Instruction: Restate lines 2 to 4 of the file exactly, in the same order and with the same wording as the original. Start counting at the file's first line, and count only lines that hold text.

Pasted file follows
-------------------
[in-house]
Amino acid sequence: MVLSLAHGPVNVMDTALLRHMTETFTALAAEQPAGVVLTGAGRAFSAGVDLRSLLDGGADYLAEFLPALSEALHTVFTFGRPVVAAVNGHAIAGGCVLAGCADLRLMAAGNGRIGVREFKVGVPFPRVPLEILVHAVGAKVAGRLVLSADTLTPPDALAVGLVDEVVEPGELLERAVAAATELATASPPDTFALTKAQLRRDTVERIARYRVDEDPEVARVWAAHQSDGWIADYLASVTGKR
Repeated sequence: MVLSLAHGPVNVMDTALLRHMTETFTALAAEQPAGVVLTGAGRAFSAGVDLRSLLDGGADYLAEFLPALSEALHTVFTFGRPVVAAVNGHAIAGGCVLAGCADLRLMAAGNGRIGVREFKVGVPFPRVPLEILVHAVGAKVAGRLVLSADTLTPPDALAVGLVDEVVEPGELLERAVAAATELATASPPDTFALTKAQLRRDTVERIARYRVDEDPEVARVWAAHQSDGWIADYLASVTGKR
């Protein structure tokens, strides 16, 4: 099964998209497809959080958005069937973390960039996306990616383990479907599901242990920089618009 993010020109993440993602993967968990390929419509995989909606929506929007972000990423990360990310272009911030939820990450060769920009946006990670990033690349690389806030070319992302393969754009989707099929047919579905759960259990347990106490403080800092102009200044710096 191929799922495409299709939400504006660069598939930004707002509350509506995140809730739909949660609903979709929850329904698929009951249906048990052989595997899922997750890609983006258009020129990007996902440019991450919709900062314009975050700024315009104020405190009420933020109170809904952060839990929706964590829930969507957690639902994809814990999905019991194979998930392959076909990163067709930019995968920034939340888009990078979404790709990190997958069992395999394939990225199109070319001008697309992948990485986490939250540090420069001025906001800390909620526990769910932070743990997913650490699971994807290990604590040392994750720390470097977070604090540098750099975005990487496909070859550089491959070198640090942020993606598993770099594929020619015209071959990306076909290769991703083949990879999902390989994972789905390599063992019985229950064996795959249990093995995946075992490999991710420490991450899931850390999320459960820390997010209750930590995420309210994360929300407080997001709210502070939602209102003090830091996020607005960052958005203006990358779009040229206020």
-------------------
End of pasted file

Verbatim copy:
Amino acid sequence: MVLSLAHGPVNVMDTALLRHMTETFTALAAEQPAGVVLTGAGRAFSAGVDLRSLLDGGADYLAEFLPALSEALHTVFTFGRPVVAAVNGHAIAGGCVLAGCADLRLMAAGNGRIGVREFKVGVPFPRVPLEILVHAVGAKVAGRLVLSADTLTPPDALAVGLVDEVVEPGELLERAVAAATELATASPPDTFALTKAQLRRDTVERIARYRVDEDPEVARVWAAHQSDGWIADYLASVTGKR
Repeated sequence: MVLSLAHGPVNVMDTALLRHMTETFTALAAEQPAGVVLTGAGRAFSAGVDLRSLLDGGADYLAEFLPALSEALHTVFTFGRPVVAAVNGHAIAGGCVLAGCADLRLMAAGNGRIGVREFKVGVPFPRVPLEILVHAVGAKVAGRLVLSADTLTPPDALAVGLVDEVVEPGELLERAVAAATELATASPPDTFALTKAQLRRDTVERIARYRVDEDPEVARVWAAHQSDGWIADYLASVTGKR
């Protein structure tokens, strides 16, 4: 099964998209497809959080958005069937973390960039996306990616383990479907599901242990920089618009 993010020109993440993602993967968990390929419509995989909606929506929007972000990423990360990310272009911030939820990450060769920009946006990670990033690349690389806030070319992302393969754009989707099929047919579905759960259990347990106490403080800092102009200044710096 191929799922495409299709939400504006660069598939930004707002509350509506995140809730739909949660609903979709929850329904698929009951249906048990052989595997899922997750890609983006258009020129990007996902440019991450919709900062314009975050700024315009104020405190009420933020109170809904952060839990929706964590829930969507957690639902994809814990999905019991194979998930392959076909990163067709930019995968920034939340888009990078979404790709990190997958069992395999394939990225199109070319001008697309992948990485986490939250540090420069001025906001800390909620526990769910932070743990997913650490699971994807290990604590040392994750720390470097977070604090540098750099975005990487496909070859550089491959070198640090942020993606598993770099594929020619015209071959990306076909290769991703083949990879999902390989994972789905390599063992019985229950064996795959249990093995995946075992490999991710420490991450899931850390999320459960820390997010209750930590995420309210994360929300407080997001709210502070939602209102003090830091996020607005960052958005203006990358779009040229206020």